America is the land of freedom. It is the world’s standard for democracy; its ideals of personal freedom and civil rights are the envy of all enlightened citizens of the world.
If you grew up in the United States during the 1960s and 1970s, as I did, this is what you learned at school.
The myth of American freedom is a strong one, and one reason it’s strong is that it contains a lot of truth. But the democracy of the United States is hardly perfect and it does not necessarily produce enlightened governments, leaders, and policies.
Paradoxically, the myth of American freedom is strongest today in two groups that see themselves as negations of the other—the neoconservatives and that slice of the American left that might be best defined as subscribers to Harpers and The New York Review of Books. The neocons believe that the way to make the world a better place is for America to export its democracy forcefully—and with force, if necessary. The leftists wouldn’t force anything on anyone, but they do think that if other peoples would just be reasonable and adopt the U.S. constitution, war, conflict, and unreason would give way to well-mannered societies much like those in America’s great suburbs.
There’s a textbook example of this on display in the current issue of Commentary, where that magazine’s assistant editor, David Billet, reviews Bernard Avishai’s new book, The Hebrew Republic: How Secular Democracy and Global Enterprise will Bring Israel Peace at Last.
I know Avishai; he’s a man with a warm, generous heart, and he writes a blog where he offers interesting insights. We agree on many things but, frankly, I don’t think he understands Israel at a very basic level. I haven’t read the new book, but I’ve read many things that he’s written, including his most recent column in The Jerusalem Report.
Avishai’s tacit assumption is that religious and national identities are superfluous and external to human consciousness. People hold on to them because they are blinded by ignorance or poverty. (Does this sound familiar? Yes, there’s a presidential candidate who just said something similar.) Peace and prosperity will come when people shed this dangerous, primitive stuff.
Billet shares this tacit assumption. Note that the argument between them is that Avishai thinks that Israel needs to adopt American-style democracy, whereas Billet claims that Israel already has. But they both agree on the standard.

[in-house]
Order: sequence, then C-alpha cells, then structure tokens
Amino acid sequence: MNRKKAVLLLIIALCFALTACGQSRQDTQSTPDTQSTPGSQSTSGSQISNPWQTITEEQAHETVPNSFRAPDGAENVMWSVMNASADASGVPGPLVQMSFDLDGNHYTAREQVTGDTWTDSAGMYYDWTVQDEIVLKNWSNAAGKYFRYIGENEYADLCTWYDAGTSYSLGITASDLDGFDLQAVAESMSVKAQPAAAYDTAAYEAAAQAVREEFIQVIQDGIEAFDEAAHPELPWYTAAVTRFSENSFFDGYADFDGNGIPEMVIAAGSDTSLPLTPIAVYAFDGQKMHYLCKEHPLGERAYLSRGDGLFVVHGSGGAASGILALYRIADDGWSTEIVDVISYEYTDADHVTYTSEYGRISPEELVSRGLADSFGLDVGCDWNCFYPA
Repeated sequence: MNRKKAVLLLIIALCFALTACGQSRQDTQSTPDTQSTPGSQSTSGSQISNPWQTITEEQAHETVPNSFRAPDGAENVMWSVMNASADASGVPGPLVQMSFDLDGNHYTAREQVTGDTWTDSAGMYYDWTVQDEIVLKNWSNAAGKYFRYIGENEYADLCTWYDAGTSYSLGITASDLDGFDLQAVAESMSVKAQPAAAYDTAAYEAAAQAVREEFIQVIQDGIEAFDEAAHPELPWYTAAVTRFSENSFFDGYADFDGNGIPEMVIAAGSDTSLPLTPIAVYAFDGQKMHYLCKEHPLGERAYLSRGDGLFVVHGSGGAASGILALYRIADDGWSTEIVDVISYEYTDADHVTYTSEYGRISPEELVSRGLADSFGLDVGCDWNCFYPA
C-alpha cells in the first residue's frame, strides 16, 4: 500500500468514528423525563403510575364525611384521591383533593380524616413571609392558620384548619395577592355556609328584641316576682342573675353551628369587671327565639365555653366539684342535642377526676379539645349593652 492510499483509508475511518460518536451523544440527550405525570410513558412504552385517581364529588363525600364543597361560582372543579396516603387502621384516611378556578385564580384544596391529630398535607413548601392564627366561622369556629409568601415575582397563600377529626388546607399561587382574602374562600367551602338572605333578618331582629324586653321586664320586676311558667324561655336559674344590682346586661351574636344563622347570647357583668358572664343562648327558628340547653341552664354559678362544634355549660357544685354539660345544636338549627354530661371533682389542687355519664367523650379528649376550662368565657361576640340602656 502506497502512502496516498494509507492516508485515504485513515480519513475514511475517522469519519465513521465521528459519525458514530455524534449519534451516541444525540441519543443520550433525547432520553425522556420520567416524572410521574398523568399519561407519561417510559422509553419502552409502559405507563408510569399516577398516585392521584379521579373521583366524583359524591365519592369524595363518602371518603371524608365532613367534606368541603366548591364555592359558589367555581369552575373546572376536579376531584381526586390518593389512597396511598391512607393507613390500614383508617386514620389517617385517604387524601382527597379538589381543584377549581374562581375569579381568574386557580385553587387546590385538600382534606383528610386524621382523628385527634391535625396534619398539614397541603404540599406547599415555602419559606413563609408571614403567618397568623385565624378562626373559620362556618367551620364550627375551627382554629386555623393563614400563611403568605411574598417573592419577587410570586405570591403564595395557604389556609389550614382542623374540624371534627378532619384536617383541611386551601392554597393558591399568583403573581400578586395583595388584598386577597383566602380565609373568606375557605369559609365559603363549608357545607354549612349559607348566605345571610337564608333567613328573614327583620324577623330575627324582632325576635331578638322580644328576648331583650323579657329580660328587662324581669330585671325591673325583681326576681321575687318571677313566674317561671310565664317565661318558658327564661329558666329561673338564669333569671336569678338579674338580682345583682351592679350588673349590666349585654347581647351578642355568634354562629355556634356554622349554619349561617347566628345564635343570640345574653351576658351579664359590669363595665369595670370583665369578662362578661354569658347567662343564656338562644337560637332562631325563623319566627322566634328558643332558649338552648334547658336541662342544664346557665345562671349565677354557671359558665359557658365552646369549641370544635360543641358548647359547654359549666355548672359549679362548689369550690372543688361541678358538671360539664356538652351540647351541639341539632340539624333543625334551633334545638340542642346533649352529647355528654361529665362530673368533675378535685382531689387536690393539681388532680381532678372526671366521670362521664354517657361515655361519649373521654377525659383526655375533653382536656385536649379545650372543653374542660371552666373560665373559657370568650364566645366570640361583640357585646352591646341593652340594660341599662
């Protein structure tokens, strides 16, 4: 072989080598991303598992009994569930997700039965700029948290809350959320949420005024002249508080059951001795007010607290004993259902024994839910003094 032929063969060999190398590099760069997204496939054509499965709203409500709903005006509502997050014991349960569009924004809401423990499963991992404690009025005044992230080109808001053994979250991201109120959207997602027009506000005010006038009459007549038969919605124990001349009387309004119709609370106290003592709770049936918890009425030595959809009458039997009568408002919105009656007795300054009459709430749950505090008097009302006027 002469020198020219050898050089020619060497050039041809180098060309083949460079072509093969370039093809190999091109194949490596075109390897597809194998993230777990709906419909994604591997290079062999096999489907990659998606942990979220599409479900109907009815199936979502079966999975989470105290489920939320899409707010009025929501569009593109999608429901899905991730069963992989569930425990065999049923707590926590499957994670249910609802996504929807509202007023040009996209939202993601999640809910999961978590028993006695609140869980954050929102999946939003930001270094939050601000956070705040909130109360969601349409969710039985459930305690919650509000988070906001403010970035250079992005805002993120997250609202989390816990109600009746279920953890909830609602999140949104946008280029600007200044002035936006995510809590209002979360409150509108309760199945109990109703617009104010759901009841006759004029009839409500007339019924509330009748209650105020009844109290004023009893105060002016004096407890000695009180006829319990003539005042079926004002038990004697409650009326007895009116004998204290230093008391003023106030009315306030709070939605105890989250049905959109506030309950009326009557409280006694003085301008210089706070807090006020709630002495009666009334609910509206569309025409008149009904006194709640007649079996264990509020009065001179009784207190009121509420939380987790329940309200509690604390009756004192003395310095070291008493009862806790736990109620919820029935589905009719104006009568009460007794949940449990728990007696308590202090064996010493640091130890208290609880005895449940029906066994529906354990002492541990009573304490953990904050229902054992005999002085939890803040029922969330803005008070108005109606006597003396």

Billet’s absolute faith in American democracy leads him to make some glaring errors. For example, he asserts that Israel’s Arabs make up ten percent of its population; the true figure is almost twice that. He was obviously an attentive pupil in civics class, for he assumes that the fact that Israel’s Arabs have the vote and parliamentary representation guarantees them civic and cultural equality. But Arab votes were manipulated during Israel’s early years and many of its representatives were tokens who did as they were told; Arab parliamentarians who dared speak against the government were shut out of the corridors of power.
This fundamental assumption leads inevitably to a one-state solution to the conflict. For Avishai, who believes religious and national identities are not only superfluous but in fact deleterious, why should we need two-nation states in such a small territory? For Billet, the assumption that Israel grants already full democracy and rights to its minorities leads to the presumption that the Palestinians in the West Bank and Gaza Strip should be eager to partake of the good fortune of their brethren who are Israeli citizens.
But they’re both wrong. In much of the world outside the United States of America, people see their national and religious identities as essential. These identities pervade their entire lives. So it’s not surprising that they want to live in polities that express and promote those identities.
This does not mean that they need not and should not be democratic states. It does not mean that they can deny rights to their minorities or impose their standards of religion and national culture on those who do not want them. But it does mean that their governments may promote the majority culture over the minority culture in ways that do not impose undue burdens on the minorities.
In fact, there are other models of democracies that are also nation-states—in Western Europe.
Does that make their democracies imperfect? On an absolute scale, yes. But a country that allows a second-place vote getter to become president and whose legislature has a powerful upper house elected on blatantly undemocratic principles should not sniff at other countries that maintain democracies with other imperfections.